We can get a list of “historical process exit reasons”, including crashes, low-memory pressure, permission changes, etc. IMHO, there should be a unique identifier on these, but even without it, having this data can be very useful for understanding what’s going on with the app in production.
There are a new series of methods on
MediaStore for creating
objects that perform actions against the store itself, such as
marking items as favorites
or deleting items.
These could be attached to notification actions, app widget buttons, and other places
where we need a
PendingIntent, and we don’t have to fuss with our own code
for implementing them.
What Has Me Worried
The documentation around one-time permissions
is too limited. In particular, the explanation of the lifetime of the permission
grant is unclear. Some developers claim that you need to re-request the permission
onPause() of some activity, whereas in light testing I’m finding
that the permission grant lasts for the entire process lifetime.
There is a new
permission, which “allows query of any normal app on the device, regardless of manifest declarations”
(emphasis added). I worry about what it means for an app to declare itself as not being
Google is continuing the trend of deprecating highly-visible classes that have better replacements nowadays. In Android 11, this includes:
AsyncTask: use coroutines, RxJava, custom executors, etc.
JobIntentServiceor a regular
ExpandableListActivity: use a
TabWidget: there are a million tab solutions out there, pick one
Also, they deprecated
LauncherActivity. I rarely used
TimingLogger and might never have known about
Toast is dead.
If you are using this, it will stop working once your
targetSdkVersion reaches R.
And, we can no longer get official translations of “yes” and “no”, inexplicably.
What Makes Me Go “Hmmmmm”
As usual, there is a bunch of stuff that shows up in the API differences report that is interesting, confusing, and sometimes both:
ACTION_WIFI_ADD_NETWORKSseems like an interesting addition to the WiFi network suggestion APIs from Android 10, but I’d need to put it to use to have a better sense for what the flow will be like.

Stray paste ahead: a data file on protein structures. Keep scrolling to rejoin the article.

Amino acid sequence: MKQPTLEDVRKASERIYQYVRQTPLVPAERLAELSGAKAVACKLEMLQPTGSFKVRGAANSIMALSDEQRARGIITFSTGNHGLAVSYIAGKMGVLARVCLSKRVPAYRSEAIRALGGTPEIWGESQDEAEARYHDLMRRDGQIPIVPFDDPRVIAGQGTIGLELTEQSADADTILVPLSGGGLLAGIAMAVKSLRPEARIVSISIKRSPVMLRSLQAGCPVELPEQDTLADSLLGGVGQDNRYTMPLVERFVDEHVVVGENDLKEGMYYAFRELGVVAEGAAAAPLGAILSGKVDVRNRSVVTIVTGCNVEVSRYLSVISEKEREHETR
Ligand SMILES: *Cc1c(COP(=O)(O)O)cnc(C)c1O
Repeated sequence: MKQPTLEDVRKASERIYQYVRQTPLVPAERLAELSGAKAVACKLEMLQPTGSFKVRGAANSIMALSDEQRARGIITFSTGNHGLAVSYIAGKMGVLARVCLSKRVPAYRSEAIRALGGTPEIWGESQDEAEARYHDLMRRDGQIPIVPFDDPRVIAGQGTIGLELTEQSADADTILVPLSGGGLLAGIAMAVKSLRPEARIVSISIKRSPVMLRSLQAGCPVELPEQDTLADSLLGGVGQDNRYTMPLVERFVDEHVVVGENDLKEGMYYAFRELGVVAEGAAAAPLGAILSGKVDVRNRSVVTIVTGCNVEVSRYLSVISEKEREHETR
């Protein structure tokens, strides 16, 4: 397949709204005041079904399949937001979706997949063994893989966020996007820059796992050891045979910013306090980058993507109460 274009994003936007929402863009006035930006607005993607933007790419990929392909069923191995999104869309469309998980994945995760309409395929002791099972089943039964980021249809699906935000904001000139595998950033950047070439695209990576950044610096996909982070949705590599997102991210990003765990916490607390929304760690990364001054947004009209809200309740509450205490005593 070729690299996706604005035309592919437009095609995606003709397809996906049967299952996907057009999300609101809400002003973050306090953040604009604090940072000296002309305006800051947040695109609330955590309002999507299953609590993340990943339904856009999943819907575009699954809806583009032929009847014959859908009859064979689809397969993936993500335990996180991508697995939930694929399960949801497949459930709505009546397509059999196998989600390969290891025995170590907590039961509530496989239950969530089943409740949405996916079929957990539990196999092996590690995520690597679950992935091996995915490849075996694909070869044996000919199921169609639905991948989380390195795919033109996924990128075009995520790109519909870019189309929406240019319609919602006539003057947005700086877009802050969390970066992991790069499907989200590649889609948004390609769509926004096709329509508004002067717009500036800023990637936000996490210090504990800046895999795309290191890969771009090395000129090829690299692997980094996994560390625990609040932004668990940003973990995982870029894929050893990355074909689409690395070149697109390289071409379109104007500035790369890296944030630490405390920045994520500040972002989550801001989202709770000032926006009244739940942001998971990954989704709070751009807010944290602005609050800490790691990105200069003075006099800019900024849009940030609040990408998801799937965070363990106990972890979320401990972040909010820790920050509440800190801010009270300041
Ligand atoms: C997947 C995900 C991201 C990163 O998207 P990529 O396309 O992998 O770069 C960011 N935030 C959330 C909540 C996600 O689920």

Usually, we try to avoid ANRs (“application not responding” dialogs). In Android 11, we can ANR ourselves.
ActivityManagerhas an undocumented
A tiny bit of protobuf wandered into the SDK, which seems odd. Why would this be a framework class?
The inline presentation API seems intriguing but lacks any obvious things that use it.
There is an
APP_SEARCH_SERVICEsystem service name that supposedly is for an
AppSearchManager, but the SDK does not have an entry for
AppSearchManager. Perhaps this will show up in DP2.
FileIntegrityManagerhas a sweet name, though its use cases seem fairly limited.
Devices can have a feature (e.g.,
uses-feature) for being “a Context Hub”. It is unclear what a “Context Hub” is and why it needs a Title Case name.
There are two new foreground service types: camera and microphone
It is very strange that they added
getStorageDirectory(), since most apps cannot access it. Perhaps it is there for
java.util.concurrent.Flow. If you are using coroutines, make sure you don’t import the wrong
What Happens Now?
I am working on Elements of Android R and should have a 0.1 version out for subscribers within a few weeks. And, I will be continuing to blog any scary findings (scary bad or scary cool) as I stumble upon them.